1. We test MacArthur and Wilson's theory about the biogeography of communities on isolated habitat patches using bird breeding records from 16 small islands off the coasts of Britain and Ireland. 2. A traditional examination of patterns of species richness on these islands suggests that area and habitat diversity are important predictors, but that isolation and latitude have a negligible impact in this system. 3. Unlike traditional studies, we directly examine the fundamental processes of colonization and local extinction (cessation of breeding), rather than higher-order phenomena such as species richness. 4. We find that many of MacArthur and Wilson's predictions hold: colonization probability is lower on more isolated islands, and extinction probability is lower on larger islands and those with a greater diversity of habitats. 5. We also find an unexpected pattern: extinction probability is much lower on more isolated islands. This is the strongest relationship in these data, and isolation is the best single predictor of colonization and extinction. 6. Our results show that examination of species richness alone is misleading. Isolation has a strong effect on both of the dynamic processes that underlie richness, and in this system, the reductions in both colonization and extinction probability seen on more distant islands have opposing influences on species richness, and largely cancel each other out. 7. We suggest that an appropriate model for this system might be optimal foraging theory, which predicts that organisms will stay longer in a resource patch if the distance to a neighbouring patch is large. If nest sites and food are the resources in this system, then optimal foraging theory predicts the pattern we observe. 8. We advance the hypothesis that there is a class of spatial systems, defined by their scale and by the taxon under consideration, at which decision-making processes are a key driver of the spatiotemporal dynamics. The appropriate theory for such systems will be a hybrid of concepts from biogeography/metapopulation theory and behavioural ecology.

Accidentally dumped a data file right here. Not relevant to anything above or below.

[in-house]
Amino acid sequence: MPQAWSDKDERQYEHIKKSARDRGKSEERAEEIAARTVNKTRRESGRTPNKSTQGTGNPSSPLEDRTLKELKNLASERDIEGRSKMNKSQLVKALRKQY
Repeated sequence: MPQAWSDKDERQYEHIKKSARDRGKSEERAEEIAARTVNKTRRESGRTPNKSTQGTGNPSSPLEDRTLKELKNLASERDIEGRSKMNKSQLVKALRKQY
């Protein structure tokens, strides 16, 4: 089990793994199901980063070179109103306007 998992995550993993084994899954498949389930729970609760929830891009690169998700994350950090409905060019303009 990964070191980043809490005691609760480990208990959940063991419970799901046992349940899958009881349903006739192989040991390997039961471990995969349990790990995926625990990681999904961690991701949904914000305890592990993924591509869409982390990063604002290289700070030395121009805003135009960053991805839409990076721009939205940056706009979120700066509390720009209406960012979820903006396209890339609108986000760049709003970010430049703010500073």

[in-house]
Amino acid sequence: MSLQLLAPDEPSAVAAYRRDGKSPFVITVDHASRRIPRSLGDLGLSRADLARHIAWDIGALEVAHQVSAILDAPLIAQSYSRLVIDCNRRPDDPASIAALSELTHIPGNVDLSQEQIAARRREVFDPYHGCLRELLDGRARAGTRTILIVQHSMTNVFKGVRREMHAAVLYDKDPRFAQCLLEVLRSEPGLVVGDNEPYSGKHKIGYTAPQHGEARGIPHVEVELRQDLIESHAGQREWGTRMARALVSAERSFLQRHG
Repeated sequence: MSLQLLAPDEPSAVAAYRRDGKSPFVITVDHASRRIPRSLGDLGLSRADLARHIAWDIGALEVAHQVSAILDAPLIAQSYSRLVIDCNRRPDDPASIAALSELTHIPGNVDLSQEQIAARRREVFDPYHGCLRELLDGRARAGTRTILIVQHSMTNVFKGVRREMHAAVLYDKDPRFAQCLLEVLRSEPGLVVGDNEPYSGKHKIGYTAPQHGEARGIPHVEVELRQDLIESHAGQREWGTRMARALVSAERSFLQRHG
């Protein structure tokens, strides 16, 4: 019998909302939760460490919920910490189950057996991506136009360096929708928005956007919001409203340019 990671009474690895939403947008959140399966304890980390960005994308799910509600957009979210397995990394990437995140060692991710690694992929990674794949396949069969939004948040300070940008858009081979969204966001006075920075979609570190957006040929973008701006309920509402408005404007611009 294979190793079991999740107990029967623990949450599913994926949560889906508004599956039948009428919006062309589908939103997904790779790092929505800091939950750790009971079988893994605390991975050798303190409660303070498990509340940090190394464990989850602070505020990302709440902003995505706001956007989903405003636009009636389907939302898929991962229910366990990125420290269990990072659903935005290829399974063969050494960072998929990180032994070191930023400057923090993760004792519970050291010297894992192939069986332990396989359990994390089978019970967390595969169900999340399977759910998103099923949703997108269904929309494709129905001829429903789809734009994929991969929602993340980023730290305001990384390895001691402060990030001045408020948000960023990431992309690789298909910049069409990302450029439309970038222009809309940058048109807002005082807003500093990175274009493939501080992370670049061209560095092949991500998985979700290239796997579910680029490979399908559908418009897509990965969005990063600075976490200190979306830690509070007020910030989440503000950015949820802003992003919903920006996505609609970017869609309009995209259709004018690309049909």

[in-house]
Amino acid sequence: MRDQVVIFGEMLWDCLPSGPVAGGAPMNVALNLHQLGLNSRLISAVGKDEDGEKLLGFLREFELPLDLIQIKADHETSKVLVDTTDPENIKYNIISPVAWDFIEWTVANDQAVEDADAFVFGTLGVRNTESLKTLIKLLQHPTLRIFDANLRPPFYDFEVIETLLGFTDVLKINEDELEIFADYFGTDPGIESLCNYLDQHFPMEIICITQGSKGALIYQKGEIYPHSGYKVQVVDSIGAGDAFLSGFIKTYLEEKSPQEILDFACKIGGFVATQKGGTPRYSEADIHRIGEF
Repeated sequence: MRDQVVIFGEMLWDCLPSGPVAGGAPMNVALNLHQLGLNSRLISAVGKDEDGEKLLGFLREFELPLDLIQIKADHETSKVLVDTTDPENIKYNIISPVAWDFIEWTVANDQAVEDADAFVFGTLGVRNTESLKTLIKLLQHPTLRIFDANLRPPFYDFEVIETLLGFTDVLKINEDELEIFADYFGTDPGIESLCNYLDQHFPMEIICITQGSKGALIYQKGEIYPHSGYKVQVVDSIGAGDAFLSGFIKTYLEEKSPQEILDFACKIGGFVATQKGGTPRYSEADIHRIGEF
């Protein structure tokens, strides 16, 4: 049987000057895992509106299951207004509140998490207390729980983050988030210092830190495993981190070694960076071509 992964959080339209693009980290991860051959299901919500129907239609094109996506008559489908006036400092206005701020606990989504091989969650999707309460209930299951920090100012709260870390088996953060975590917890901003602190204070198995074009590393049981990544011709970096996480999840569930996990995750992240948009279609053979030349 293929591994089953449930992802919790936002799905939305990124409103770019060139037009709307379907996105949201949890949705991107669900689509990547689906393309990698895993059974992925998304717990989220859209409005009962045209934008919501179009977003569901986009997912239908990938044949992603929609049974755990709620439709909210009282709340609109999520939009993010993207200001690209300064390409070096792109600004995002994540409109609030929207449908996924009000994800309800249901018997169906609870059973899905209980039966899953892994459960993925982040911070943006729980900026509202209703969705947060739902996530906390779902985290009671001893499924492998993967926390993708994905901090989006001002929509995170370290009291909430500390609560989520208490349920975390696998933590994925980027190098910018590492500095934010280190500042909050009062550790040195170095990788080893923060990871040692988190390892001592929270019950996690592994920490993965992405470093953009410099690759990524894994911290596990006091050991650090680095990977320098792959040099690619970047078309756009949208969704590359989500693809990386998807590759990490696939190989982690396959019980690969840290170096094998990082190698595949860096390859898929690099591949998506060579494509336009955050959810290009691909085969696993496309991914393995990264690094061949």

All Science Journal Classification (ASJC) codes
- Ecology, Evolution, Behavior and Systematics
- Animal Science and Zoology